In May of 1998 at the CICC conference while waiting
to present my paper
I was listening to Mehdi Hatamian of Broadcom, one
of the movers & shakers
of IEEE 1000BASE-T standard, give his tutorial
presentation on 802.3ab standard
draft. There was one thing that he kept repeating
it over and over ... and over again;
"Remember the most important things for Ethernet
are power, power and power"
If this was relevant to 1000BASE-T it definitely is
more relative to 10GBASE-T.
With this in mind let me address your
1-Please do not confuse PAM4 with PAM5
PAM4 baud-rate=1.56 GB/s
PAM5 baud-rate=1.25 GB/s
2-The complete list of PAM5 advantages
b-More tolerant to AFE nonlinearity
3-As far as channel's higher IL & ANEXT at
frequencies beyond 500 MHz are
concerned the following are the capacity simulation
results using SolarFlare's
provided program from the web-site:
Launch Power : 7 dBm (2Vpp PAM5)
nextcanc=50; echocanc=65; fextcanc=50;
(1) for model # 1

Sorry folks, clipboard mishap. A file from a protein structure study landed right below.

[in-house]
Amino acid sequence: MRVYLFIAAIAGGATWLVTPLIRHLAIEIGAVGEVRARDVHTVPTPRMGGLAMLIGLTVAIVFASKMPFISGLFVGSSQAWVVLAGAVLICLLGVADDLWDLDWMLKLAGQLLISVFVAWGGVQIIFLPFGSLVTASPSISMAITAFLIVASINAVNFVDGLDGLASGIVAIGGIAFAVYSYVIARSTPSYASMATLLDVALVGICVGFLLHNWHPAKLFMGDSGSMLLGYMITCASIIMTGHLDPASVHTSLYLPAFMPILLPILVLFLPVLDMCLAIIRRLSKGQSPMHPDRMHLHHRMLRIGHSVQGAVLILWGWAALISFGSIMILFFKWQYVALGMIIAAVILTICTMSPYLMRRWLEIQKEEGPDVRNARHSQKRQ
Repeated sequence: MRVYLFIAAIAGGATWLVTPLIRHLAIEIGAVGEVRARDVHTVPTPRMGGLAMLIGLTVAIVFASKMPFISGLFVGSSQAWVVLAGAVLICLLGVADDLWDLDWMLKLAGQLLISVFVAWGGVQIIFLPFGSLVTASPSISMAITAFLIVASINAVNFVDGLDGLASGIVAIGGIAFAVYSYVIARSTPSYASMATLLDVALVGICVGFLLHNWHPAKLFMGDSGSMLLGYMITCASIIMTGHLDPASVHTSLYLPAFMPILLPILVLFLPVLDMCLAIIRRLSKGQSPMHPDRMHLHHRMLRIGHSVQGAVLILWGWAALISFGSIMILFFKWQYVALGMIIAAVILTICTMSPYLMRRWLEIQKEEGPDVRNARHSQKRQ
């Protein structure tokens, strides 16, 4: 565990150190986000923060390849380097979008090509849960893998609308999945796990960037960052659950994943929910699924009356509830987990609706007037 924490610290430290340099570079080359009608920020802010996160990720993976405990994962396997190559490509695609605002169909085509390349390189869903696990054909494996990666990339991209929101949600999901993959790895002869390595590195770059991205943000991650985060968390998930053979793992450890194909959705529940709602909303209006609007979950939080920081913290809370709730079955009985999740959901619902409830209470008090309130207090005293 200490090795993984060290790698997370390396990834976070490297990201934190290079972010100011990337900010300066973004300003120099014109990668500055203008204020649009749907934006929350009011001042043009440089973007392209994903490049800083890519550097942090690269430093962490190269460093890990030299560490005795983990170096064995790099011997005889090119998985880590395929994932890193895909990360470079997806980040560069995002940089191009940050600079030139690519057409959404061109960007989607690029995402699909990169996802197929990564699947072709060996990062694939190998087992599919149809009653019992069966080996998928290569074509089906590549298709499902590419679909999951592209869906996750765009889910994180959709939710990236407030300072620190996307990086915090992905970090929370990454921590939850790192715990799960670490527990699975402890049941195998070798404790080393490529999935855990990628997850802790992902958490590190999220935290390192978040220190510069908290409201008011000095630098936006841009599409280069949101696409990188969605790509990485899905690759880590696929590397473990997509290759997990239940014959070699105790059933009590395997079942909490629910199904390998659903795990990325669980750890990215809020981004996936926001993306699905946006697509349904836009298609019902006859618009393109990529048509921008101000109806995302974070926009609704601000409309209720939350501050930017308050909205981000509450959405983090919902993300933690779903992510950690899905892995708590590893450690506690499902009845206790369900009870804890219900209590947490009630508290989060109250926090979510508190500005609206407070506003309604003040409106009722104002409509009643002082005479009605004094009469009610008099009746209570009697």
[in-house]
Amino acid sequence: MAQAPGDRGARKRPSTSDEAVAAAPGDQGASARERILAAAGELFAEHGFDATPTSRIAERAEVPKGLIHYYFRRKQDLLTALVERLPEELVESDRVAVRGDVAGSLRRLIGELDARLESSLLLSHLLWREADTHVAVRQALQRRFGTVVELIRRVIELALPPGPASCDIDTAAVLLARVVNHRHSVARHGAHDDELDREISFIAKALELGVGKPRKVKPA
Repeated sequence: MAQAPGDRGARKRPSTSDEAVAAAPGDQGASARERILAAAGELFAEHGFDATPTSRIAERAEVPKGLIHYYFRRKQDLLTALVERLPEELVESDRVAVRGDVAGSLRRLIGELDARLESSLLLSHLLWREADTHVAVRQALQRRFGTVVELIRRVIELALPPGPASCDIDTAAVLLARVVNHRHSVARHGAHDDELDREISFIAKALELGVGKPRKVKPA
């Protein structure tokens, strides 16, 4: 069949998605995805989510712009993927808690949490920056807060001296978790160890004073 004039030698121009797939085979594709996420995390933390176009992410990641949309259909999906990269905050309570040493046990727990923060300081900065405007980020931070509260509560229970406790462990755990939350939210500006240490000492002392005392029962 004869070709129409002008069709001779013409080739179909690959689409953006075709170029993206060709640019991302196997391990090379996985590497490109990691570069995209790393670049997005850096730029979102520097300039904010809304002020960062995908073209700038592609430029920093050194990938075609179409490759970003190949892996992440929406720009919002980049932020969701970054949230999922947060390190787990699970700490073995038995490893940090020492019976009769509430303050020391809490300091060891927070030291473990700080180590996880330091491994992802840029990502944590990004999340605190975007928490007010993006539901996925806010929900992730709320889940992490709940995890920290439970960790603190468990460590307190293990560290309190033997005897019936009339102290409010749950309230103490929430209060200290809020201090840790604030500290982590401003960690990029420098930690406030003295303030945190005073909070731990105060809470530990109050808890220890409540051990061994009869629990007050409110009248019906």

(2) for model #2
(3) for model #3
Joseph N. Babanezhad
----- Original Message -----
Sent: Tuesday, May 18, 2004 9:14 PM
Subject: [SPAM] [10GBT] symbol rate
some of the prior presentations proposing 4PAM and 5PAM I see
that the significant benefits claimed for 5PAM or 4PAM
Lower SNR requirement.
b) Lower linearity
Going from 5PAM to
10PAM raises the SNR required for the same BER by 6dB.
The increase in
SNR required is indeed painful, however the presentations proposing the lower
PAM do not take into account the fact that
a) The higher
symbol rate will result in higher net attenuation since the transmit spectrum
extends to higher frequencies where the attenuation is
b) The alien cross
talk is higher at higher frequencies.
Both a and b result in the available SNR
being lower than what you get at symbol rates below 1Gsym/sec for the
Channel models #1 and #3.
For short cable lengths or lower attenuations,
this effect is less severe.
Bottom line is
that beyond about 1Gsym/sec, the theoretically achievable system margins drop
PAM (8, 10, 12 etc) will require higher SNR and this implies higher
linearity requirements at the transmitter, lower noise in the receiver than if
you targeted a shorter distance using 5PAM however I don't think this is a
choice we have given our distance objectives.
Please note that
this is my personal opinion and not a directive as editor.
I leave this as a
qualitative argument because quantitative arguments have been made earlier but
don't seem to have been accepted by some. I hope this
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